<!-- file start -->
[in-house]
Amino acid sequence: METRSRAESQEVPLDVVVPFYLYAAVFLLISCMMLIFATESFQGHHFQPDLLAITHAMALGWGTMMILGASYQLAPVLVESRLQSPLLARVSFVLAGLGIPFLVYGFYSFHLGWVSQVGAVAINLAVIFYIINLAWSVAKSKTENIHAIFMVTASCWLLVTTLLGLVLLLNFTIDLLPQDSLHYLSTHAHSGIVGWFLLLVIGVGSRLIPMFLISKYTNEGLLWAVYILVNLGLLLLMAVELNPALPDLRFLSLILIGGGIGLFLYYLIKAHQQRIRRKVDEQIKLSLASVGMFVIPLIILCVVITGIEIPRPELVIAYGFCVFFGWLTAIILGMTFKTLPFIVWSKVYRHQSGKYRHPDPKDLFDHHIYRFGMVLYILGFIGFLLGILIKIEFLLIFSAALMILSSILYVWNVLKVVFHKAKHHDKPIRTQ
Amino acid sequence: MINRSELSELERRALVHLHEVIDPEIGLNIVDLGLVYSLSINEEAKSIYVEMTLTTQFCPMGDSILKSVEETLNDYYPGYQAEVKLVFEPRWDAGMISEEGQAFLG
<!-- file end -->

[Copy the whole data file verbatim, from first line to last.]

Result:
[in-house]
Amino acid sequence: METRSRAESQEVPLDVVVPFYLYAAVFLLISCMMLIFATESFQGHHFQPDLLAITHAMALGWGTMMILGASYQLAPVLVESRLQSPLLARVSFVLAGLGIPFLVYGFYSFHLGWVSQVGAVAINLAVIFYIINLAWSVAKSKTENIHAIFMVTASCWLLVTTLLGLVLLLNFTIDLLPQDSLHYLSTHAHSGIVGWFLLLVIGVGSRLIPMFLISKYTNEGLLWAVYILVNLGLLLLMAVELNPALPDLRFLSLILIGGGIGLFLYYLIKAHQQRIRRKVDEQIKLSLASVGMFVIPLIILCVVITGIEIPRPELVIAYGFCVFFGWLTAIILGMTFKTLPFIVWSKVYRHQSGKYRHPDPKDLFDHHIYRFGMVLYILGFIGFLLGILIKIEFLLIFSAALMILSSILYVWNVLKVVFHKAKHHDKPIRTQ
Amino acid sequence: MINRSELSELERRALVHLHEVIDPEIGLNIVDLGLVYSLSINEEAKSIYVEMTLTTQFCPMGDSILKSVEETLNDYYPGYQAEVKLVFEPRWDAGMISEEGQAFLG